Timely-regulated intron retention as device to fine-tune protein expression

Chiara Naro, Claudio Sette*

*Autore corrispondente per questo lavoro

Risultato della ricerca: Contributo in rivistaArticolo in rivista

5 Citazioni (Scopus)


A key step in pre-mRNA processing is represented by splicing, the multilayered process operated by the spliceosome that removes the intervening non-coding introns and ligates adjacent exons. Splicing is necessary to yield a mature, translatable mRNA and its dysregulation underlies many human pathologies.1 Notably, weak conservation of the sequences defining the exon-intron boundaries allows flexibility in the recognition of many exons by the spliceosome. As a consequence, alternative splicing (AS) of such variable exons generates multiple mRNAs, with potentially different coding properties and patterns of expression, from most mammalian genes.1 Retention of select introns into mature mRNAs represents a peculiar pattern of AS that is emerging as a regulatory mechanism for developmentally-modulated gene expression patterns.2 Granulocyte differentiation provided one of the first examples of intron retention (IR) program set in motion to regulate gene expression. Transcripts encoding for proteins no longer required for granulopoiesis, and potentially interfering with it, are eliminated by the nonsense-mediated (NMD) pathway through IR-mediated introduction of premature termination codons (PTCs).3 Similar coordinated and widespread dampening of specific set of genes through IR has been described for several differentiation programs or cellular responses to external stimuli.2 Spermatogenesis, however, represents a remarkable exception. Spermatogenesis involves profound genetic and morphological changes that are necessary for the differentiation of the male germ cell into a motile, fertile spermatozoon. Although proper progression of spermatogenesis requires the timely regulated expression of specific factors for each phase, transcription is not always active during this process. Indeed, nuclear condensation in post-meiotic male germ cells leads to a progressive decline of their transcriptional activity, which ultimately halts in spermatozoa.4 We have recently shown that an orchestrated IR program activated during meiosis contributes to temporally regulate the expression of genes during spermatogenesis.5 IR generates stable transcripts which persist in the nucleus of meiotic spermatocytes for several days after their synthesis, whose splicing and translation is delayed until the post-meiotic phases of spermatogenesis.5 In this way, meiotic IR acts as a compensatory mechanism for the transcriptional inactivity of the terminal phases of germ cell differentiation. Of note, IR-regulated genes encode for proteins that are crucial for proper development and functionality of the spermatozoon, such as those involved in the maturation of the flagellum or in sperm-egg recognition. Interestingly, robust accumulation in the nucleus of stable intron-retaining transcripts was also observed during the cellular response to heat shock.6 This observation suggests that IR stabilizes precursor transcripts before the global inhibition of RNA transcription caused by heat, and that their delayed splicing may promote efficient recovery of gene expression at the end of the stress. Furthermore, a “positive” role for IR was described in neurons. Post-transcriptional splicing of intron-retaining transcripts during neuronal activation allowed rapid expression of proteins encoded by genes that are too long to be rapidly transcribed, processed and translated in response to transient external stimuli.7 Thus, regulation of IR is emerging as a mechanism that can compensate both deficiencies and inefficiencies of the transcriptional process in eukaryotic cells.5,7 Notably, common traits of spermatogenic and neuronal IR programs are the nuclear preservation of intron-retaining transcripts and their protection from nuclear mechanisms of RNA surveillance.5,7 Therefore, it might be of interest to understand whether common mechanisms underlying these features exist in germ cells and neurons, possibly relying on the activity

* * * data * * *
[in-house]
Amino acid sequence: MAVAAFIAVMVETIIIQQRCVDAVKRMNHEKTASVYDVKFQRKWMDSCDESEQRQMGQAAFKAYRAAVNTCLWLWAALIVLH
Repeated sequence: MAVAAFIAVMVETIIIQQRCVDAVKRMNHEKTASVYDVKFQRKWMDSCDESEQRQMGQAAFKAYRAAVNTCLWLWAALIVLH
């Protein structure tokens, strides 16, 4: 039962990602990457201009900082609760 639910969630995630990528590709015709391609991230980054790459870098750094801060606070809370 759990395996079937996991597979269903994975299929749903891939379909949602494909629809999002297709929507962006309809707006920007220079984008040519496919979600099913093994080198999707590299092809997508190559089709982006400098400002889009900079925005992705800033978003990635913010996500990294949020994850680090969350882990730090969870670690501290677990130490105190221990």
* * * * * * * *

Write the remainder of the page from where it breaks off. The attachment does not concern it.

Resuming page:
Lingua originaleEnglish
pagine (da-a)1321-1322
Numero di pagine2
RivistaCell Cycle
Stato di pubblicazionePubblicato - 2017


  • Cell Biology
  • Developmental Biology
  • Molecular Biology


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